Fish and Chips Beer Pairing

What beer do you pair with Fish and Chips? An English staple, fish and chips screams for an English ale. But this alternative beer pairing won me over.

This recipe came into my life from the back of a case of beer. That's right, on a regular ol' case of seasonal Full Sail Session Cream Ale, their summer offering. I had already poked fun at Andrew for buying this case of cream ale since, in all of my studies, they are the red-headed stepchild of the beer world.

I'm actually being very serious here. In the BJCP guidelines (possibly the best resource to distinguish different beer styles) cream ale is described as "A clean, well-attenuated, flavorful American lawnmower beer". Lawnmower beer?! How is that a term to describe a style of beer? And what kind of brewery would continue making these lawnmower beers? (Joke's on me...New Glarus Spotted Cow and Anderson Valley Summer Solstice, two of my favorite drinking beers, are actually in the Cream Ale category.)

The Beer

Okay, time to put my beer snobbiness away. "Time and a Place", I always say, meaning, every beer has a situation that calls for it. So in the case of cream ales, should we be drinking them while mowing the lawn? (Not recommended.)

Getting to the point, cream ales are not so bad. Actually, they are quite refreshing. They are the craft-beer drinker's option for a light beer with high drinkability without having to reach for a Bud or PBR. They were originally created as an ale to compete with the American lager style. So, they were intended to be light and refreshing. Okay, bad idea to give Andrew crap about buying cream ale. Now he won't share with me.

The Pairing

Disclosure!! These pictures were not taken with Full Sail Session Cream Ale. That's because I had it imprinted in my mind that fish and chips need to be paired with an English ale. Its only right, isn't it? Aren't fish and chips like the national dish of England?

With this dish, Andrew had the cream ale, I had an English ESB. They both went really well with the fish and chips. However, my ESB naturally had a little more bitterness to it. It was good because the bitterness cut through the fatty, fried fish and chips, but for some reason the cream ale just tasted better. The cream ale was nicely balanced between malt sweetness (think corn) and just enough bitterness. I think this cut through the fried fish AND played off the sweetness of the batter. It also went better with the sweet tarter sauce. Even though ESB is one of my favorite beers to pair with food (like in this awesome BLTA sandwich pairing) cream ale won this time. Which is totally awesome.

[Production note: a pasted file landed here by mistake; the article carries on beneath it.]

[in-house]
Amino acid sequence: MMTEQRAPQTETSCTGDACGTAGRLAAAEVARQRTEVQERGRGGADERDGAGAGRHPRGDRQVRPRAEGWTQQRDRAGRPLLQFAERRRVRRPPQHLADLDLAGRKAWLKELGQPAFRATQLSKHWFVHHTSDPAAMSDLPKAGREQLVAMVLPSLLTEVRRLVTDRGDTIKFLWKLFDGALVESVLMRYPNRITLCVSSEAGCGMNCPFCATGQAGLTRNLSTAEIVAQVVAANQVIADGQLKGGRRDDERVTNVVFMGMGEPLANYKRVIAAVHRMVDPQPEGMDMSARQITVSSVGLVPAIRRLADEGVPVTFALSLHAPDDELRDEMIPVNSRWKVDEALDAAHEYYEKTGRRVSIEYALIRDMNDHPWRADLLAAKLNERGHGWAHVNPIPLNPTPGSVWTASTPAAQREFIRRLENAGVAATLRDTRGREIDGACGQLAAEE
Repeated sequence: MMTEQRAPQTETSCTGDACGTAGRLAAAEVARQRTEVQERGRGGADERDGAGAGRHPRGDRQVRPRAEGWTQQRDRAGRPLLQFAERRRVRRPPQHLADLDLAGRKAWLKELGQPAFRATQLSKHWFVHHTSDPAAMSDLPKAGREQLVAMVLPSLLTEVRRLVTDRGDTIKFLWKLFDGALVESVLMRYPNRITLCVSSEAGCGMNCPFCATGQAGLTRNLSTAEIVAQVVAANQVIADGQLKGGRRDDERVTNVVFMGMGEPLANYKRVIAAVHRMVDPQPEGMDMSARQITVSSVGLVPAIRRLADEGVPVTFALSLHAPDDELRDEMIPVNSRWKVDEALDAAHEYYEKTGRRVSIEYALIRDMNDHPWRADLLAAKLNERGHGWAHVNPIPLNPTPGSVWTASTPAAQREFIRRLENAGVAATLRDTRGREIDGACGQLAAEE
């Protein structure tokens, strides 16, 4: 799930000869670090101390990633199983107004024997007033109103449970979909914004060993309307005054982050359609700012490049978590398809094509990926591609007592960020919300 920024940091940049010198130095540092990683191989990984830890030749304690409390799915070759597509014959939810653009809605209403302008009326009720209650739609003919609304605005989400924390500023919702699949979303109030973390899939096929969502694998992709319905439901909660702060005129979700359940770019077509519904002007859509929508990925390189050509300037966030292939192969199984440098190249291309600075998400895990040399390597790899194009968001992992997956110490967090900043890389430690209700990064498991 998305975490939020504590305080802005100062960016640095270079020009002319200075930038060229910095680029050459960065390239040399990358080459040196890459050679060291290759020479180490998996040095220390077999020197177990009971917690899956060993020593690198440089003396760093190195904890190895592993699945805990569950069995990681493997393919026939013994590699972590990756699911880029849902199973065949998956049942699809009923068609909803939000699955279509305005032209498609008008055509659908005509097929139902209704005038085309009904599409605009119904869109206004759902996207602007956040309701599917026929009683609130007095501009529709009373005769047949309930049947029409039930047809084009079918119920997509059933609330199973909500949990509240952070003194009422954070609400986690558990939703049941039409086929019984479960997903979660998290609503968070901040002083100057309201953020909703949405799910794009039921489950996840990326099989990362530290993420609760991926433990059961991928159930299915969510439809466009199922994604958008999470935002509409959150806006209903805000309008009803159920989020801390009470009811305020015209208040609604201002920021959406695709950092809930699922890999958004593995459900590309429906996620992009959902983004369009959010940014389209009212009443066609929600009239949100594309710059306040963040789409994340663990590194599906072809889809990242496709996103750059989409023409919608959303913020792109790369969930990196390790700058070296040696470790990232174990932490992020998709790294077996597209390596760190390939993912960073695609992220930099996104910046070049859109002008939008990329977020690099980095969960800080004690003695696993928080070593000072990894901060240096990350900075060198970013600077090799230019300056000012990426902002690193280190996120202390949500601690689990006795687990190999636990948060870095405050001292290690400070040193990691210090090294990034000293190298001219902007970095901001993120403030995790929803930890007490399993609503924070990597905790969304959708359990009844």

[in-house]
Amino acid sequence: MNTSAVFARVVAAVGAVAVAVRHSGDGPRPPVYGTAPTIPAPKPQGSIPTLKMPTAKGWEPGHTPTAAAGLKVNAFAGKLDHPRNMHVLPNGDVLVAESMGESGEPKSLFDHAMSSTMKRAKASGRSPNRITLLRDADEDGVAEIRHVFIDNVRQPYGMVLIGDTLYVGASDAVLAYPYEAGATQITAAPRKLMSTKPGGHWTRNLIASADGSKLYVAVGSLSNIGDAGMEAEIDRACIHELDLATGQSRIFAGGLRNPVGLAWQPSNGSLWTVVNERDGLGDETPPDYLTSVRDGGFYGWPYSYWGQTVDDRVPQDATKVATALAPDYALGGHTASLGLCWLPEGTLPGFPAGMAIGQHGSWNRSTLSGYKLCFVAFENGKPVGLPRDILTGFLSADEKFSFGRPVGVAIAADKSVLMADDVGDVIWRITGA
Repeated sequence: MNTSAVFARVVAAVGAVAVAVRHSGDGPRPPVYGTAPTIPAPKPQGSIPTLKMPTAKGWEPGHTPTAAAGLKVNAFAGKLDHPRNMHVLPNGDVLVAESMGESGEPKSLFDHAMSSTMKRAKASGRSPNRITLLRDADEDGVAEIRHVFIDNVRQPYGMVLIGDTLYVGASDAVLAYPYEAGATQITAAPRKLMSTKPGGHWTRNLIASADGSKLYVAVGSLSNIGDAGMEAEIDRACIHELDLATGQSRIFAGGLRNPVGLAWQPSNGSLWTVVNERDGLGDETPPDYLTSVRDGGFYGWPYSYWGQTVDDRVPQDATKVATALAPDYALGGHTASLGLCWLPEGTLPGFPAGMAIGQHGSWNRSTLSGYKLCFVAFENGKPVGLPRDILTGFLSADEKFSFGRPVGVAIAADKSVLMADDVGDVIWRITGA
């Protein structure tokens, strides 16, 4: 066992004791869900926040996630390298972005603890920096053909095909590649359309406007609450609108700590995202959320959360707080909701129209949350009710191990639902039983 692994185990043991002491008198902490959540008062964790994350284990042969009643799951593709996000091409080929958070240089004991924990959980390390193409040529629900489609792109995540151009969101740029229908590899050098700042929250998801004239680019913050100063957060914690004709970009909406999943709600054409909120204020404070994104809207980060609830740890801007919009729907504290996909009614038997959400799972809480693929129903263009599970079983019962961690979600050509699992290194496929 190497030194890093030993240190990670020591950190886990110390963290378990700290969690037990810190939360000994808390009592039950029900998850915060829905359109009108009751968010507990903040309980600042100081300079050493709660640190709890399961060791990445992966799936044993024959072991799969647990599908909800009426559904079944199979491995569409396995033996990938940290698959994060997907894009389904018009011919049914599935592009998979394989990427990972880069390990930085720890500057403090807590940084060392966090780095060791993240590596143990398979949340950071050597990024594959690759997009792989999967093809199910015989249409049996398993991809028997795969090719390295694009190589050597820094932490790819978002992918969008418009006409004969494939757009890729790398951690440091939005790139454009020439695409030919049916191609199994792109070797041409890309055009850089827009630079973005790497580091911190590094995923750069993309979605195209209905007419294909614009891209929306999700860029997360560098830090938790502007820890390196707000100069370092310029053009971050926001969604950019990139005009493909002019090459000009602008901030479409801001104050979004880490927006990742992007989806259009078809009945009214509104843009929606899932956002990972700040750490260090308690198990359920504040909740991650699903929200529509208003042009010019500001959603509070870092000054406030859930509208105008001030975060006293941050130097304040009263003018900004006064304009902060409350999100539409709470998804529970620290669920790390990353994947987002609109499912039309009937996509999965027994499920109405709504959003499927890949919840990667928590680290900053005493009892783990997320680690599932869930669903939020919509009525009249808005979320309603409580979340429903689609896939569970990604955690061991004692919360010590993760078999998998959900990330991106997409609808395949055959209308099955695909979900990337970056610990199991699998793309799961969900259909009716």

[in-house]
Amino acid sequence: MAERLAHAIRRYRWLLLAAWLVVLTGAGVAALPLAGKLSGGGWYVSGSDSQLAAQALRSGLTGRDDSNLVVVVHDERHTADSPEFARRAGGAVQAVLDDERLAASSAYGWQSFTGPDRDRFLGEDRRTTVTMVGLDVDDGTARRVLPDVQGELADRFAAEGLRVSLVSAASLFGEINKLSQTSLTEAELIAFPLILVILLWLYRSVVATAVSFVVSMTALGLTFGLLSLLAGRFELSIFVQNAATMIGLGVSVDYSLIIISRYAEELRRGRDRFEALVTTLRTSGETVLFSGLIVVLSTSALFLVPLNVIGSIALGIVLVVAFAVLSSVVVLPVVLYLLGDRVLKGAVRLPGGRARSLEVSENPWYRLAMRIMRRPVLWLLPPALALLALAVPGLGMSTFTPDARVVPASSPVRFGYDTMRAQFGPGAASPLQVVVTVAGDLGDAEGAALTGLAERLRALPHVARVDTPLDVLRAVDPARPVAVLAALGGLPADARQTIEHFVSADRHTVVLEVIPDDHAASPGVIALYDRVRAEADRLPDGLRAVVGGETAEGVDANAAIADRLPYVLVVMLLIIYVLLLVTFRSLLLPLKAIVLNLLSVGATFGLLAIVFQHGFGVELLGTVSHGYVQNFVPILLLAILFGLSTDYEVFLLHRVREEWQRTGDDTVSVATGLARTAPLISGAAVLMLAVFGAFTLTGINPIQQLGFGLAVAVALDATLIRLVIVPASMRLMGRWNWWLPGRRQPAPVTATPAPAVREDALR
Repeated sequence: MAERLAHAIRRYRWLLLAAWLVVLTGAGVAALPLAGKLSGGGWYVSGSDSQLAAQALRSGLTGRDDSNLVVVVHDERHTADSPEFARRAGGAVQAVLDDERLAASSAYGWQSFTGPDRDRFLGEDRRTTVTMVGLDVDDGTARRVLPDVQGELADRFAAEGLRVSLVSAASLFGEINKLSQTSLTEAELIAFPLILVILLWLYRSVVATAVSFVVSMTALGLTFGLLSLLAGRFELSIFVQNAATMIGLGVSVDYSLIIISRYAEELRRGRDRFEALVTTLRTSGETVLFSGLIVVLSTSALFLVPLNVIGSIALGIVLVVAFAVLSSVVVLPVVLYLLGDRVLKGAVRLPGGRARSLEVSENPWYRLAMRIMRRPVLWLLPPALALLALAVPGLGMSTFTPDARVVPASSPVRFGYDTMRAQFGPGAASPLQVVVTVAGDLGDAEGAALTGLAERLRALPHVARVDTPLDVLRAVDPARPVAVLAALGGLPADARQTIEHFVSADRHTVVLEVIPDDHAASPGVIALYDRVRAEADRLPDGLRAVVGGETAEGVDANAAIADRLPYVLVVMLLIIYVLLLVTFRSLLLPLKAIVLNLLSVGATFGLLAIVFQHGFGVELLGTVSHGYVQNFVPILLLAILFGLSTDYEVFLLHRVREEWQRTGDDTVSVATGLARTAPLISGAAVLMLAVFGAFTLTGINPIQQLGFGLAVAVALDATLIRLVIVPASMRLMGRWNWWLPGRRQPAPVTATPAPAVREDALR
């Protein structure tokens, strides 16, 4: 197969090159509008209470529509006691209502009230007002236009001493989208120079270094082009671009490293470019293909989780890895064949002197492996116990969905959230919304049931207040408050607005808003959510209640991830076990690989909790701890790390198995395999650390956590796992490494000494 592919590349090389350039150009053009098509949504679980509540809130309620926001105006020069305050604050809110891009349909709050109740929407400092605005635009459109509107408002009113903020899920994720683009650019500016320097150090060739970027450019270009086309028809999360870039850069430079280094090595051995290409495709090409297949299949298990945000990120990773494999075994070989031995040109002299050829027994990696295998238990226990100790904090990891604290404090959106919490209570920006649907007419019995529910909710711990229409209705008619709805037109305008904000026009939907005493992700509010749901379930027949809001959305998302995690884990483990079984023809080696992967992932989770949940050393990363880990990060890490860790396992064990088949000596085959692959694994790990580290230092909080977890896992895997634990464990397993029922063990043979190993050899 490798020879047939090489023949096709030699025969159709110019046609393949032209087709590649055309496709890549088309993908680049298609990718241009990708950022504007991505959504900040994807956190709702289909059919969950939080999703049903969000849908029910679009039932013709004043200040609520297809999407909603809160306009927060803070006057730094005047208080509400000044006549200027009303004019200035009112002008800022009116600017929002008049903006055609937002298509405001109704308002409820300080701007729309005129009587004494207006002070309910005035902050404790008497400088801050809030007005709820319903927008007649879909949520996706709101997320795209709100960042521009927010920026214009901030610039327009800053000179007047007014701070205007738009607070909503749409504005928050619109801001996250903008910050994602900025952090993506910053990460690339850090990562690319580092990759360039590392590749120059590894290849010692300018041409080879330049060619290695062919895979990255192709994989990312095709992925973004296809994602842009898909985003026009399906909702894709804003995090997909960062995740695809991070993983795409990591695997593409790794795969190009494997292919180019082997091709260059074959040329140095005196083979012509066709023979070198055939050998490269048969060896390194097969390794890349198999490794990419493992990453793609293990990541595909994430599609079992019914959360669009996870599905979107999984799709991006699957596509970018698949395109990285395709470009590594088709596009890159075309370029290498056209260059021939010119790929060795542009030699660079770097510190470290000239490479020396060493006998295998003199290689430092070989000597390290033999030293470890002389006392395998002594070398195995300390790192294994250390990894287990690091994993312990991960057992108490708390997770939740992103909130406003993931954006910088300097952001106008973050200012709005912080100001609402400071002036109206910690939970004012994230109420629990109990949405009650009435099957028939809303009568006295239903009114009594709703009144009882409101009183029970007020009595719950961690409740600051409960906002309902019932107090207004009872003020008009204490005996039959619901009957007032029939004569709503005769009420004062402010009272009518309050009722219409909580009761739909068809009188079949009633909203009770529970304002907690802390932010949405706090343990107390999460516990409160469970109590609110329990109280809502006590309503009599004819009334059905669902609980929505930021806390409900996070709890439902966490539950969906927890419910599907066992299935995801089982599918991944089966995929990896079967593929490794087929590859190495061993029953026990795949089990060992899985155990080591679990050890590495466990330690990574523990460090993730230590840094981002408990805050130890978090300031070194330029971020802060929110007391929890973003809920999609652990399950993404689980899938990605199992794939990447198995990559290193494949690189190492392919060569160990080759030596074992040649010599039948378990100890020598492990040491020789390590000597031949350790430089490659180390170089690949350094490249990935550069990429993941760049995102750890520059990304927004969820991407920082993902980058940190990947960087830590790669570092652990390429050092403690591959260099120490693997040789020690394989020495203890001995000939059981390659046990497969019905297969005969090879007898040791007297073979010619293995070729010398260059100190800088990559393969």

Examples of Cream Ales

  • Full Sail Summer Seasonal Session Cream Ale (my pairing in this post)
  • Genesee Cream Ale
  • Anderson Valley Summer Solstice (Seasonal)
  • New Glarus Spotted Cow

Other Fish and Chips Beer Pairings

Don't have any access to these cream ales or want a beer with a little more going on in it? As I said earlier, English Ales are naturals with fish and chips. And many other styles go with the dish too, thanks to the fried nature of the dish. Try:

  • English Bitter
  • English ESB (Firestone Walkder Double Barrel Ale is the most common American example of this style)
  • English Pale Ale (American styles might be too hoppy though so be careful)
  • Dusseldorf Altbier
  • California Common (such as Anchor Steam)
  • German Pilsner

The Recipe

Once again I'd sincerely like to thank Full Sail Brewing Company for putting this recipe on the back of their case of beer. It turned out absolutely delicious. Make sure you make some homemade tartar sauce to go with this as well!

Session Summer Ale Fish & Chips

Prep time: 15 mins

Cook time: 30 mins

Total time: 45 mins

Serves: 4

recipe adapted from the Full Sail Pub recipe


  • 4 baking potatoes, julienned to make french fry strips
  • 11 oz beer (cream ale is what we used)
  • 2 Cups all-purpose flour
  • 1 tsp old bay seasoning
  • pinch of cayenne pepper
  • 1/4 tsp baking powder
  • 1 1/2 lbs boneless, skinless cod fillets, cut into 1-inch wide strips (may be up to 5-6 inches long)
  • Vegetable oil for frying


  1. Preheat the oven to 225 degrees F.
  2. In a dutch oven, heat the vegetable oil to 375 degrees F (stick a wooden spoon handle to see if the oil is hot enough. If bubbles form on the spoon, the oil is ready)
  3. Fry the potatoes until golden brown, about 10 minutes. Remove with a slotted spoon and place on a plate with paper towels. Sprinkle with salt. Keep warm in the oven while making the fish.
  4. Fish: to make the batter, pour the beer into a large bowl. Sift 1 1/2 cups flour into the bowl and add old bay seasoning, cayenne pepper, and baking powder. Stir gently until combined.
  5. Pat the fish dry and season on both sides with salt and pepper. Drop the fish fillets one by one into the batter to coat evenly, then into the frying oil. Fry each fish and turn frequently in the oil until deep golden and cooked through, 4 to 5 minutes.
  6. When each fish filet is done, remove from the oil with a slotted spoon and onto a baking sheet with paper towels. Keep in the warm oven until all other fish filets are done. Fry the remaining fish in batches until complete.
  7. Serve the fish with the french fries.

Happy Pairing!